|King. . . . . Our names are written equal
In Fame's wide-trophied halls; 'tis ours to gild
The letters, and to make them shine with gold
That never tarnishes: whether Third Edward,
Or Prince of Wales or Montacute or Mortimer,
Or e'en the least by birth, gain brightest fame,
Is in His hand to whom all men are equal.
The world of men is like the numerous stars
That beam and twinkle in the depth of night,
Each clad in glory according to his sphere:—
But we that wander from our native seats,
And beam forth lustre on a darkling world,
Grow larger as we advance; and some, perhaps
The most obscure at home, that scarce were seen
To twinkle in their sphere, may so advance
That the astonish'd world, with upturn'd eyes,
Regardless of the moon and those once bright,
Stand only but to gaze upon their splendour.
[He here knights the Prince and other young Nobles.
Now let us take a just revenge for those
Brave lords who fell beneath the bloody axe
At Paris. Noble Harcourt, thanks, for 'twas
By your advice we landed here in Brittany,
A country not as yet sown with destruction,
And where the fiery whirlwind of swift war
Hath not yet swept its desolating wing.
Into three parties we divide by day,
And separate march, but join again at night:
Each knows his rank, and Heaven marshals all. [Exeunt.
SCENE III.— At Cressy. The King and Sir Thomas Dagworth. The Prince of Wales and Sir John Chandos.
King. What can Sir Thomas Dagworth
Request that Edward can refuse?
Dagw. I hope
Your majesty cannot refuse so mere
A trifle: I've gilt your cause with my best blood,
And would again, were I not now forbid
By him whom I am bound to obey. My hands
Are tied up, all my courage shrunk and wither'd,
My sinews slacken'd, and my voice scarce heard:
Therefore I beg I may return to England.
King. I know not what you could have ask'd, Sir Thomas,
That I would not have sooner parted with
Than such a soldier as you, and such a friend;
Nay, I will know the most remote particulars
Of this your strange petition, that if I can
I still may keep you here.
Dagw. Here on the fields of Cressy we are settled,
'Till Philip spring the timorous covey again.
The wolf is hunted down by causeless fear;
The lion flees, and fear usurps his heart,
Startled, astonish'd at the clamorous cock.
The eagle that doth gaze upon the sun
Fears the small fire that plays about the fen;
If at this moment of their idle fear
The dog seize the wolf, the forester the lion,
The negro, in the crevice of the rock,
Seize on the soaring eagle, undone by flight
They tame submit—such the effect flight has
On noble souls. Now hear its opposite:
The timorous stag starts from the thicket wild,
The fearful crane springs from the plashy fen,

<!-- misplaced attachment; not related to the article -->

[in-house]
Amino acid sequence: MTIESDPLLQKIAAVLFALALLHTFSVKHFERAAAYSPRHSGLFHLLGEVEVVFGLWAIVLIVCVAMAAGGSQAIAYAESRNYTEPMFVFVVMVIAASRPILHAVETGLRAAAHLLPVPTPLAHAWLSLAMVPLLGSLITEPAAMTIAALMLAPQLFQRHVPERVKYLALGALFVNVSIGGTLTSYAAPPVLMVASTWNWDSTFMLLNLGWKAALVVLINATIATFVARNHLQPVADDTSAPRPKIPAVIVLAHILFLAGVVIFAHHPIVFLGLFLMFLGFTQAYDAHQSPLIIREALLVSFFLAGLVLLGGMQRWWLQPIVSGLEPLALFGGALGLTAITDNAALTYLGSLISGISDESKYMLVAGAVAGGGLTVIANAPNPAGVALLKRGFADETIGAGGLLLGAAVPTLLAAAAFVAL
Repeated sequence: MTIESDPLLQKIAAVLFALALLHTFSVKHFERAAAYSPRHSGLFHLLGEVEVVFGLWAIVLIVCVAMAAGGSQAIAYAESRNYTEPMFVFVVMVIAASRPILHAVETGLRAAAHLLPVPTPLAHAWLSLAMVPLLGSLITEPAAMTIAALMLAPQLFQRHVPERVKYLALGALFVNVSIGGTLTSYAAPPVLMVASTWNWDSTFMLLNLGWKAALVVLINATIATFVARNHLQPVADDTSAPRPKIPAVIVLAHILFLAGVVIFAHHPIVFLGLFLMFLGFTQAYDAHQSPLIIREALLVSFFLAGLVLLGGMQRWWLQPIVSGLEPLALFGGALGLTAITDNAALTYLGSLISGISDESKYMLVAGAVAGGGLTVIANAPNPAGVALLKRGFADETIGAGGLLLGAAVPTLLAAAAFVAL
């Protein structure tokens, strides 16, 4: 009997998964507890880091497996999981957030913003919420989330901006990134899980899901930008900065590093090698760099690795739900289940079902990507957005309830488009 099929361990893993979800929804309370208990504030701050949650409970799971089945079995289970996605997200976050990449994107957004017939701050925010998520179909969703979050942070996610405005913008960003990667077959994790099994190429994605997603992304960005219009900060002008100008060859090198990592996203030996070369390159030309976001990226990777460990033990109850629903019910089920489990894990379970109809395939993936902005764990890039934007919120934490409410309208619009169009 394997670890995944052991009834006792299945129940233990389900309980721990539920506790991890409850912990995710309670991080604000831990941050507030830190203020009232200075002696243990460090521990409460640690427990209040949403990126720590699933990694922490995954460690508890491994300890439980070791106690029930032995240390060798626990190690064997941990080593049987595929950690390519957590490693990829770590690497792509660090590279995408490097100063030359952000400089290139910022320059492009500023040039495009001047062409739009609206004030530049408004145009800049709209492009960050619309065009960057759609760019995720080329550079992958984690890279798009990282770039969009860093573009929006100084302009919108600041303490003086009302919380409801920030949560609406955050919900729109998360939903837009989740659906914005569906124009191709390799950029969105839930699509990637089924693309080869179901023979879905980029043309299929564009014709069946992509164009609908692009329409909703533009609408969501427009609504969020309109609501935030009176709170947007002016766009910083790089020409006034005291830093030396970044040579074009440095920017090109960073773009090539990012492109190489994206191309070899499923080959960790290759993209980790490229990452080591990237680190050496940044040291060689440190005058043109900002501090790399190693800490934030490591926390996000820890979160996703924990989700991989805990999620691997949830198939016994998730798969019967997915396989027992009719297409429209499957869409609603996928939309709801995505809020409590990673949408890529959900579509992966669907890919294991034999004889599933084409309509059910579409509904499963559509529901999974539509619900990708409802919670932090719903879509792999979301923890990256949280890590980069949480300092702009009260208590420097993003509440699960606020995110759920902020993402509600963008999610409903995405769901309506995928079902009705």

The shining snake glides o'er the bending grass:
The stag turns head, and bays the crying hounds,
The crane o'ertaken fighteth with the hawk.
The snake doth turn and bite the padding foot.
And if your majesty's afraid of Philip,
You are more like a lion than a crane:
Therefore I beg I may return to England.
King. Sir Thomas, now I understand your mirth,
Which often plays with wisdom for its pastime,
And brings good counsel from the breast of laughter.
I hope you'll stay, and see us fight this battle,—
And reap rich harvest in the field of Cressy,
Then go to England, tell them how we fight,
And set all hearts on fire to be with us.
Philip is plum'd, and thinks we flee from him,
Else he would never dare to attack us. Now,
Now is the quarry set! and Death doth sport
In the bright sunshine of this fatal day.
Dagw. Now my heart dances, and I am as light
As the young bridegroom going to be married.
Now must I to my soldiers, get them ready.
Furbish our armours bright, new plume our helms,
And we will sing like the young housewives busied
In the dairy. Now my feet are wing'd, but not
For flight, an 't please your grace.
King. If all my soldiers are as pleased as you,
'Twill be a gallant thing to fight or die.
Then I can never be afraid of Philip.
Dagw. A rawbon'd fellow t'other day pass'd by me;
I told him to put off his hungry looks;
He said: ' I hunger for another battle.'
I saw a Welshman with a fiery face:
I told him that he look'd like a candle half
Burn'd out. He answer'd he was 'pig enough
To light another pattle.' Last night beneath
The moon I walk'd abroad when all had pitch'd
Their tents, and all were still:
I heard a blooming youth singing a song
He had compos'd, and at each pause he wip'd
His dropping eyes. The ditty was,—'If he
Return'd victorious he should wed a maiden
Fairer than snow and rich as midsummer.'
Another wept, and wish'd health to his father.
I chid them both, but gave them noble hopes.